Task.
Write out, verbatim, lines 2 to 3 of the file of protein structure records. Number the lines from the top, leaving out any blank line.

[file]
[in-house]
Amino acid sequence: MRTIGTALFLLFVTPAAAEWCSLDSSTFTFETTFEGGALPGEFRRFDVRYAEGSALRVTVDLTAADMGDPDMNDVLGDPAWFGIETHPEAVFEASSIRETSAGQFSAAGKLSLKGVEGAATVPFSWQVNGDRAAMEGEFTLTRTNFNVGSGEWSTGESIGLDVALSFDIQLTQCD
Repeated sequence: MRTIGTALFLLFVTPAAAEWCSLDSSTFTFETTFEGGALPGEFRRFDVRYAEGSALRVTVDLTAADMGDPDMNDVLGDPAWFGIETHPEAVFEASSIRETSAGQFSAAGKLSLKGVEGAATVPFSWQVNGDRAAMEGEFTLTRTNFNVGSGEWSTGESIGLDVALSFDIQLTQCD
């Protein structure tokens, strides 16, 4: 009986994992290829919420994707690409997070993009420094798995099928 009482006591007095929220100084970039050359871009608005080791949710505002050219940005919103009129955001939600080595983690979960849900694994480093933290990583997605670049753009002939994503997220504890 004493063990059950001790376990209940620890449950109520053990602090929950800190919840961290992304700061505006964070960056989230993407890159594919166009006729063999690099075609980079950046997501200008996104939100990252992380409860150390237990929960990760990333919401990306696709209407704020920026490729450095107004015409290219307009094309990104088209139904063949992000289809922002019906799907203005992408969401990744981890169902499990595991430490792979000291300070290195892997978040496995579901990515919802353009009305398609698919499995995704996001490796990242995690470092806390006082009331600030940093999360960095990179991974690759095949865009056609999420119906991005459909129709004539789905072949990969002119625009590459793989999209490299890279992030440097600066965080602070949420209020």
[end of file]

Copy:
Amino acid sequence: MRTIGTALFLLFVTPAAAEWCSLDSSTFTFETTFEGGALPGEFRRFDVRYAEGSALRVTVDLTAADMGDPDMNDVLGDPAWFGIETHPEAVFEASSIRETSAGQFSAAGKLSLKGVEGAATVPFSWQVNGDRAAMEGEFTLTRTNFNVGSGEWSTGESIGLDVALSFDIQLTQCD
Repeated sequence: MRTIGTALFLLFVTPAAAEWCSLDSSTFTFETTFEGGALPGEFRRFDVRYAEGSALRVTVDLTAADMGDPDMNDVLGDPAWFGIETHPEAVFEASSIRETSAGQFSAAGKLSLKGVEGAATVPFSWQVNGDRAAMEGEFTLTRTNFNVGSGEWSTGESIGLDVALSFDIQLTQCD